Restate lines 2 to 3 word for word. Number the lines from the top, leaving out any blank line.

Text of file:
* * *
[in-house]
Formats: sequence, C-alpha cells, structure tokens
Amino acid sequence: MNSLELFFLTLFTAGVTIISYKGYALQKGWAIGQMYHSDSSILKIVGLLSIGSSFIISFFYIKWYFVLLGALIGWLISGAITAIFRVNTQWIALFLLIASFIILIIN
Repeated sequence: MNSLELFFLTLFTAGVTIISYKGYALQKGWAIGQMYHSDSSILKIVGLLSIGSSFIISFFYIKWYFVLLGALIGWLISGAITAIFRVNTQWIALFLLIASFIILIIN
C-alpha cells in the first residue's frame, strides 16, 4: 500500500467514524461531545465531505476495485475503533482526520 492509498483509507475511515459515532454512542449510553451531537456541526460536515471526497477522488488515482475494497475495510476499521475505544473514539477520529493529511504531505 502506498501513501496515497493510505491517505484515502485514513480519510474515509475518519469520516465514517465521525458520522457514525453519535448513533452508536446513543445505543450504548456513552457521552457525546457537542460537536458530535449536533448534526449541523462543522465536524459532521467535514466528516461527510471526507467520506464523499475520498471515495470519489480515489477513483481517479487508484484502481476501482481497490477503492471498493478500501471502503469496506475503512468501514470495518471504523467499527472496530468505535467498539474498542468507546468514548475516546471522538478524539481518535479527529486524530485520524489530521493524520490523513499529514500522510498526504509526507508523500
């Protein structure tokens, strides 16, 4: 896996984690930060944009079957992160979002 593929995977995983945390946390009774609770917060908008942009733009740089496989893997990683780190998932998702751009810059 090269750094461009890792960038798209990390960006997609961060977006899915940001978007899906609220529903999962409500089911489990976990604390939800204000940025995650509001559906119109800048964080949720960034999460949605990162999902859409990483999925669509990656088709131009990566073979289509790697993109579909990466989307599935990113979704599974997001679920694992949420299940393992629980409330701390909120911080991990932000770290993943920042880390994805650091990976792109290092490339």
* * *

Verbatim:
Formats: sequence, C-alpha cells, structure tokens
Amino acid sequence: MNSLELFFLTLFTAGVTIISYKGYALQKGWAIGQMYHSDSSILKIVGLLSIGSSFIISFFYIKWYFVLLGALIGWLISGAITAIFRVNTQWIALFLLIASFIILIIN